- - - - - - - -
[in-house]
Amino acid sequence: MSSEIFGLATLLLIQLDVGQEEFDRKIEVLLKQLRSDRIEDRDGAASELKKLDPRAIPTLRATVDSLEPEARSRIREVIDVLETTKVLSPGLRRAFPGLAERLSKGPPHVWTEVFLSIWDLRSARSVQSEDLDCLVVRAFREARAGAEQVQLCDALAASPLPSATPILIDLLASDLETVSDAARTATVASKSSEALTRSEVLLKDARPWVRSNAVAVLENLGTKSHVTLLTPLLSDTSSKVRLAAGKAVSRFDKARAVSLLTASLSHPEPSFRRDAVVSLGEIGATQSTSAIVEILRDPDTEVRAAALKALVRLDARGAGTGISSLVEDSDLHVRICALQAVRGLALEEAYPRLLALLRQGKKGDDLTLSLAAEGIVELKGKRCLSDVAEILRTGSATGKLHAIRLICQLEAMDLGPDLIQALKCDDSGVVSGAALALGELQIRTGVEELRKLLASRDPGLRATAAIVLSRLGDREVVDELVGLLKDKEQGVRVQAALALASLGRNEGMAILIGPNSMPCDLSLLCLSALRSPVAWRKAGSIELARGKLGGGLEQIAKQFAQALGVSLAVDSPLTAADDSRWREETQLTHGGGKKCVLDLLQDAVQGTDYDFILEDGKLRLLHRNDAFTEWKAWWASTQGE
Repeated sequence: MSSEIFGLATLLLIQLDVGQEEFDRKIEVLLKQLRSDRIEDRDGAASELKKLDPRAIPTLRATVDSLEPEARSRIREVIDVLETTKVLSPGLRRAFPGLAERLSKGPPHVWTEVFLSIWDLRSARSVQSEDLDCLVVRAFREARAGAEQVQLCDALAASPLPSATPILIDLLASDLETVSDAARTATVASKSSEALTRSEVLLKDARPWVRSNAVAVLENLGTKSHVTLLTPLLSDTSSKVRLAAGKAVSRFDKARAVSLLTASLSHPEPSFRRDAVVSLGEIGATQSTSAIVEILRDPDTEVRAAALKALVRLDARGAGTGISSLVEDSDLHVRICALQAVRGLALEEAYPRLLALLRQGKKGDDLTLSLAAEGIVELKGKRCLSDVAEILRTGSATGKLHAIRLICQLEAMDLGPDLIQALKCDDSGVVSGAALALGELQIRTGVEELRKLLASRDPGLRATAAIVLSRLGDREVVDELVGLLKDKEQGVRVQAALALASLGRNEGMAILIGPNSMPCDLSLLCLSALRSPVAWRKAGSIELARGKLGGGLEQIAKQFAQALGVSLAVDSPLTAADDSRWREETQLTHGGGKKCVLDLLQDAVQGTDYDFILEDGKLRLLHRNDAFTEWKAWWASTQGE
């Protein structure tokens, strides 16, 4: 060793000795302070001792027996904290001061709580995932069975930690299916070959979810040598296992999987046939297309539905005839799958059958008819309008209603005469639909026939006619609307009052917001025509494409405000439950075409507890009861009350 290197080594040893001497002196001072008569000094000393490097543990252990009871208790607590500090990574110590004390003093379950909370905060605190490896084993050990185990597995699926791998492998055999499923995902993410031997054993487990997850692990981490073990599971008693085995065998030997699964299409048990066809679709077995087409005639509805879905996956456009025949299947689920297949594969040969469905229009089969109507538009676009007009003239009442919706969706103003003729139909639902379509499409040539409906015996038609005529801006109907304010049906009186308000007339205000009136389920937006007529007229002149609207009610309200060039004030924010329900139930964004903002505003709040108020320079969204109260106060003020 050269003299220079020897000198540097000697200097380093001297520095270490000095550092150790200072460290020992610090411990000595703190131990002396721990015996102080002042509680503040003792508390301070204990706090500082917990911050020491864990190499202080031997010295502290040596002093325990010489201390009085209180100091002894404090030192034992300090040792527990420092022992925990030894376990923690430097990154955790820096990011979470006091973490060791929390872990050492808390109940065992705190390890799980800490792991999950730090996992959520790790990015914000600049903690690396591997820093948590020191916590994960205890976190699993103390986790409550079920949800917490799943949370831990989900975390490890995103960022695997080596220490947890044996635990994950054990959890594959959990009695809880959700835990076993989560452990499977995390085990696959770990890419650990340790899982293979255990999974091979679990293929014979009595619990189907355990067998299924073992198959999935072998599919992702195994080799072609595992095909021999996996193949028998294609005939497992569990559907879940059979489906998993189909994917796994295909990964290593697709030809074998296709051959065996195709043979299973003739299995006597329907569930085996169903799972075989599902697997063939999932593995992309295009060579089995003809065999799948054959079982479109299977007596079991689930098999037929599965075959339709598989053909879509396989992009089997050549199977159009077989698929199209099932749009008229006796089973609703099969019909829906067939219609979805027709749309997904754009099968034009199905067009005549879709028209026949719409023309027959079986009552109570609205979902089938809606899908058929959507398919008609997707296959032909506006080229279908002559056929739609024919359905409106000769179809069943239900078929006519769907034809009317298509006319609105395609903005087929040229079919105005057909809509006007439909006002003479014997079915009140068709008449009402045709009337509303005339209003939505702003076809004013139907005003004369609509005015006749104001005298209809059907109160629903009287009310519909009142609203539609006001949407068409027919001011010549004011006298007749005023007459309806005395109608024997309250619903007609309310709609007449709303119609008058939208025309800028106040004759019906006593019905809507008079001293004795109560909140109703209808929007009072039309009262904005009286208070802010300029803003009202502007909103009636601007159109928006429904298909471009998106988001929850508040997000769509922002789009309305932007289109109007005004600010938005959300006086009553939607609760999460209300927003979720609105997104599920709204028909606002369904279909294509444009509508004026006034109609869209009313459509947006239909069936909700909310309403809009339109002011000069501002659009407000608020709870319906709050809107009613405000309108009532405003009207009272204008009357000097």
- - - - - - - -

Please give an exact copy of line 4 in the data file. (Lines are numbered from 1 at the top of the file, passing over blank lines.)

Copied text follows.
């Protein structure tokens, strides 16, 4: 060793000795302070001792027996904290001061709580995932069975930690299916070959979810040598296992999987046939297309539905005839799958059958008819309008209603005469639909026939006619609307009052917001025509494409405000439950075409507890009861009350 290197080594040893001497002196001072008569000094000393490097543990252990009871208790607590500090990574110590004390003093379950909370905060605190490896084993050990185990597995699926791998492998055999499923995902993410031997054993487990997850692990981490073990599971008693085995065998030997699964299409048990066809679709077995087409005639509805879905996956456009025949299947689920297949594969040969469905229009089969109507538009676009007009003239009442919706969706103003003729139909639902379509499409040539409906015996038609005529801006109907304010049906009186308000007339205000009136389920937006007529007229002149609207009610309200060039004030924010329900139930964004903002505003709040108020320079969204109260106060003020 050269003299220079020897000198540097000697200097380093001297520095270490000095550092150790200072460290020992610090411990000595703190131990002396721990015996102080002042509680503040003792508390301070204990706090500082917990911050020491864990190499202080031997010295502290040596002093325990010489201390009085209180100091002894404090030192034992300090040792527990420092022992925990030894376990923690430097990154955790820096990011979470006091973490060791929390872990050492808390109940065992705190390890799980800490792991999950730090996992959520790790990015914000600049903690690396591997820093948590020191916590994960205890976190699993103390986790409550079920949800917490799943949370831990989900975390490890995103960022695997080596220490947890044996635990994950054990959890594959959990009695809880959700835990076993989560452990499977995390085990696959770990890419650990340790899982293979255990999974091979679990293929014979009595619990189907355990067998299924073992198959999935072998599919992702195994080799072609595992095909021999996996193949028998294609005939497992569990559907879940059979489906998993189909994917796994295909990964290593697709030809074998296709051959065996195709043979299973003739299995006597329907569930085996169903799972075989599902697997063939999932593995992309295009060579089995003809065999799948054959079982479109299977007596079991689930098999037929599965075959339709598989053909879509396989992009089997050549199977159009077989698929199209099932749009008229006796089973609703099969019909829906067939219609979805027709749309997904754009099968034009199905067009005549879709028209026949719409023309027959079986009552109570609205979902089938809606899908058929959507398919008609997707296959032909506006080229279908002559056929739609024919359905409106000769179809069943239900078929006519769907034809009317298509006319609105395609903005087929040229079919105005057909809509006007439909006002003479014997079915009140068709008449009402045709009337509303005339209003939505702003076809004013139907005003004369609509005015006749104001005298209809059907109160629903009287009310519909009142609203539609006001949407068409027919001011010549004011006298007749005023007459309806005395109608024997309250619903007609309310709609007449709303119609008058939208025309800028106040004759019906006593019905809507008079001293004795109560909140109703209808929007009072039309009262904005009286208070802010300029803003009202502007909103009636601007159109928006429904298909471009998106988001929850508040997000769509922002789009309305932007289109109007005004600010938005959300006086009553939607609760999460209300927003979720609105997104599920709204028909606002369904279909294509444009509508004026006034109609869209009313459509947006239909069936909700909310309403809009339109002011000069501002659009407000608020709870319906709050809107009613405000309108009532405003009207009272204008009357000097």